An Israeli family has been given legal permission to extract and freeze eggs from the ovaries of their 17-year-old daughter, who died in a road accident.
The ruling by the magistrates court in the town of Kfar Sava sets a legal precedent in Israel and, according to a lawyer with 10 years experience in similar cases, is possibly the first of its kind in the world.
According to the Ha’aretz news organisation, the family of Chen Aida Ayash agreed for her organs to be donated following her death a week after she was hit by a car. She was declared brain dead on Wednesday.
They also petitioned the court in Kfar Sava, where they live, for permission for her eggs to be harvested and frozen.
Ha’aretz quoted a medical source as saying the family had requested that the eggs be fertilised with donated sperm, as embryos stand a better chance of surviving the freezing procedure than unfertilised eggs, but the court denied permission for fertilisation at this stage.
Maayan Maor, a spokesperson for the Meir medical centre, Kfar Sava, confirmed that the procedure had taken place.
“This is a unique case, since this is the first time an Israeli court has approved the extraction and freezing of ovarian eggs from a dead woman,” she told the Guardian.
“We don’t know the reason why Chen’s parents wanted it done. We just received the court order and did the procedure.”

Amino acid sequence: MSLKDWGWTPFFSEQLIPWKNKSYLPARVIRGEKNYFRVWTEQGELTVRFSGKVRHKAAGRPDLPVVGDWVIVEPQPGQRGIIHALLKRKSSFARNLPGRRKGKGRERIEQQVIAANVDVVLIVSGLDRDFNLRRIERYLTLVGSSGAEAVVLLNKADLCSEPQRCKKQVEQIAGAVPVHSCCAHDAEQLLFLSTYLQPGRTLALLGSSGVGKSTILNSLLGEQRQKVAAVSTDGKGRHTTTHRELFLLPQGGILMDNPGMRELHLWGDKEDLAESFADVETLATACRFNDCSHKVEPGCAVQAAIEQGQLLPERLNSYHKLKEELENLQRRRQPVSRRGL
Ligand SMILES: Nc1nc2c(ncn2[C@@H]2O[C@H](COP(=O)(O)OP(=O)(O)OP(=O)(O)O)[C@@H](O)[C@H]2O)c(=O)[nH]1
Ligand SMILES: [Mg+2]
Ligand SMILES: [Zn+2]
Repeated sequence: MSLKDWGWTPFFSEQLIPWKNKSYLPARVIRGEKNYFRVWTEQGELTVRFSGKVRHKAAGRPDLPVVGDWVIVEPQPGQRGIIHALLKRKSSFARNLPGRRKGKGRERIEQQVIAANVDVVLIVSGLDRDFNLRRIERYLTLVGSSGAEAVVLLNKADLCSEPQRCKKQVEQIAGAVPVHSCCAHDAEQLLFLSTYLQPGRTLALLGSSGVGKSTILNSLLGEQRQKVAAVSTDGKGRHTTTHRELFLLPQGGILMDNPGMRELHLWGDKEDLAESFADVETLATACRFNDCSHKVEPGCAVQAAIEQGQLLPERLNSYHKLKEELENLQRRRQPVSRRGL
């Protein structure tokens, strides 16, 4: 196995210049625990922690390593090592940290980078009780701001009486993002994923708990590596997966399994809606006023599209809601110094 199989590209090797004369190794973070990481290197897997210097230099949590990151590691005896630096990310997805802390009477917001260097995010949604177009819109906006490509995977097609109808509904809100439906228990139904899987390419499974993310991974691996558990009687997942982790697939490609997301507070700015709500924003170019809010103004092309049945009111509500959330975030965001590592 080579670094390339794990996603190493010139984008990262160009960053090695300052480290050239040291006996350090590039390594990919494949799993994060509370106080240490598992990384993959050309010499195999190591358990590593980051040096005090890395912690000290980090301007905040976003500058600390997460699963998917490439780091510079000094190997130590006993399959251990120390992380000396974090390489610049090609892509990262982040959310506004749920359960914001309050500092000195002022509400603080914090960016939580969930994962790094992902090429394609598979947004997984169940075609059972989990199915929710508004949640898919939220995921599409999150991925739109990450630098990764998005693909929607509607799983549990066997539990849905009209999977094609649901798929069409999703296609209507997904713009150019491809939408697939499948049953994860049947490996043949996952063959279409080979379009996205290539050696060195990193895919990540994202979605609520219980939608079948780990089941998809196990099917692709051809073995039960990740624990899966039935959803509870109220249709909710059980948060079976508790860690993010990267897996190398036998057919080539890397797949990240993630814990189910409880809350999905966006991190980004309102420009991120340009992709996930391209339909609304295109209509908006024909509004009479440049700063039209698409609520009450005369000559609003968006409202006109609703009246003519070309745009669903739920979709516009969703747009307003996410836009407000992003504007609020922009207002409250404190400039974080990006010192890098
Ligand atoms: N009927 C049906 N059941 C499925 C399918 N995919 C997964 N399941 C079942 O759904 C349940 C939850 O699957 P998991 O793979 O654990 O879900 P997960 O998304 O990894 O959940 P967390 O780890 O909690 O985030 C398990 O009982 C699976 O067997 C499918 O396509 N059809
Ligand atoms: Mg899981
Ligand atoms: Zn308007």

The Ayash family has made no public comment.
According to Irit Rosenblum, a lawyer who founded New Family, an Israeli organisation that promotes family rights, the key issue is consent. “We don’t know if [Ayash] was concerned about continuation,” she said adding that even though the girl was only 17, she may have expressed a desire to bear children. “If [the family] can prove the fact that she wanted children, I see no reason why not to allow this.”
There have been many precedents of sperm being extracted after death to allow a dead man’s widow or partner to conceive his child. Courts have insisted that petitioners must be able to show the man wanted to become a father.
In 2007, the Israeli parents of a deceased soldier won a legal battle to be allowed to use his sperm, which was extracted post mortem, to create a child with an identified surrogate mother. Earlier this year, another Israeli family embarked on a legal battle to be allowed to use their dead son’s sperm to produce a grandchild, although they had no surrogate standing by.
Rosenblum argued that a condition of creating a child from Ayash’s eggs must be that “the resulting child be brought up by his or her biological father”. She said it was better for a child to know its “biological legacy” than to be created by anonymous donor sperm or eggs.
Rosenblum cited a recent case in which a couple created embryos through IVF treatment, but the woman later discovered she had cancer. Two years after her death, the man wanted to fulfil his pledge to create a child, but Israeli law meant he had to use a surrogate mother in the US. “It was the first case in the world of a child being born long after the death of its biological mother,” Rosenblum said.